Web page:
SAUDIS CREATE A KINGDOM AROUND MECCA
Abdul Aziz captured Riyadh in 1773 and claimed all of Nejd (central Arabia). His son Saud ibn Abdul Aziz captured Mecca in 1803. By 1806, he controlled an empire that embraced Nejd, Hejaz (a province in western Arabia that embraces Mecca and Medina) and the al-Hasa oasis — most of present-day Saudi Arabia. This empire is sometimes called the First Saudi Empire.
The Ottomans were not pleased by this development. In 1812, an Ottoman force, under the Viceroy of Egypt, Muhammad Ali, was dispatched to the Arabian Red Sea coast. After a long struggle, the Saudi forces were driven out of Hejaz and back to Diraiyah, which fell to the Ottomans in 1818. Saud’s son was captured and taken to Istanbul and beheaded.
Following a six-year period of Egyptian interference, the Al Saud regained political control of the Najd region in 1824 under Turki ibn Abd Allah, who rebuilt Riyadh and established it as the new center of Al Saud power. Although they did not control a centralized state, the Al Saud successfully controlled military resources, collected tribute, and resisted Egyptian attempts to regain a foothold in the region. From 1830 to 1891, the Al Saud maintained power and protected Arabia’s autonomy by playing the British and Ottomans against each other. External threats were largely kept at bay, but internal strife plagued the Al Saud throughout much of the century. After the assassination of Turki in 1834, the family devolved into a series of competing factions. The infighting and constant civil war ultimately led to the decline of the Al Saud and the rise of the rival Al Rashid family; the Al Saud were driven out of Riyadh and forced to take refuge in Kuwait. [Source: Library of Congress, September 2006 **]
The fortunes of the House of Saud were revived when its leaders rose up and captured most of Hejd and Hasa by 1865. This is known as the second Saudi Empire. It was broken up by internal conflicts. In 1891, the Al-Sauds were driven out Nejd by the Rashids. They first sought refuge on edge of the Empty Quarter and were ultimately provided with a safe haven by the ruling sheik of Kuwait.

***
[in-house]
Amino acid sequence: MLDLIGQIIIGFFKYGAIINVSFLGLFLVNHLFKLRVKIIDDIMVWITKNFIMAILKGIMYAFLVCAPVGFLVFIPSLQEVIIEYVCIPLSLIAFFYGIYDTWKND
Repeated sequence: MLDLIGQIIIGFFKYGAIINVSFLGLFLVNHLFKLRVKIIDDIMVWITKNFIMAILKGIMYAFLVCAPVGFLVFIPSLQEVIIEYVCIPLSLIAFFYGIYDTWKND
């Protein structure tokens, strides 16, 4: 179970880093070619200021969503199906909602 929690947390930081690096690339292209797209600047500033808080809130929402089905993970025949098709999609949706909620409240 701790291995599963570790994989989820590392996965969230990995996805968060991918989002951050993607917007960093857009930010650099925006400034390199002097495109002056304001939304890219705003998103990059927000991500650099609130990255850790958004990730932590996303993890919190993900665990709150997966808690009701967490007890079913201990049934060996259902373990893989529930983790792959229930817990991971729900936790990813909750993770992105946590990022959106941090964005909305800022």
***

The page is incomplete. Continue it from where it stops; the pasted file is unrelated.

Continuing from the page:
The modern history of Arabia is often broken into three periods that follow the fortunes of the Al Saud. The first begins with the alliance between Muhammad ibn Saud and Muhammad ibn Abd al Wahhab and ends with the capture of Abd Allah. The second period extends from this point to the rise of the second Abd al Aziz ibn Saud, the founder of the modern state; the third consists of the establishment and present history of the Kingdom of Saudi Arabia.* [Source: Helen Chapin Metz, ed. Saudi Arabia: A Country Study, U.S. Library of Congress, 1992 *]
Websites and Resources: Islam Islam.com islam.com ; Islamic City islamicity.com ; Islam 101 islam101.net ; Wikipedia article Wikipedia ; Religious Tolerance religioustolerance.org/islam ; BBC article bbc.co.uk/religion/religions/islam ; Patheos Library – Islam patheos.com/Library/Islam ; University of Southern California Compendium of Muslim Texts web.archive.org ; Encyclopædia Britannica article on Islam britannica.com ; Islam at Project Gutenberg gutenberg.org ; Islam from UCB Libraries GovPubs web.archive.org ; Muslims: PBS Frontline documentary pbs.org frontline ; Discover Islam dislam.org ; Islamic History: Islamic History Resources uga.edu/islam/history ; Internet Islamic History Sourcebook fordham.edu/halsall/islam/islamsbook ; Islamic History friesian.com/islam ; Islamic Civilization cyberistan.org ; Muslim Heritage muslimheritage.com ; Brief history of Islam barkati.net ; Chronological history of Islam barkati.net
Saudi Rule Within the Egyptian Sphere of Influence
Within their sphere of influence, the Al Saud could levy troops for military campaigns from the towns and tribes under their control. Although these campaigns were mostly police actions against recalcitrant tribes, the rulers described them as holy wars (jihad), which they conducted according to religious principles. The tribute that the Al Saud demanded from those under their control was also based on Islamic principles. Towns, for instance, paid taxes at a rate established by Muslim law, and the troops that accompanied the Al Saud on raiding expeditions returned one-fifth of their booty to the Al Saud treasury according to sharia (Muslim Law) requirements. [Source: Helen Chapin Metz, ed. Saudi Arabia: A Country Study, U.S. Library of Congress, 1992 *]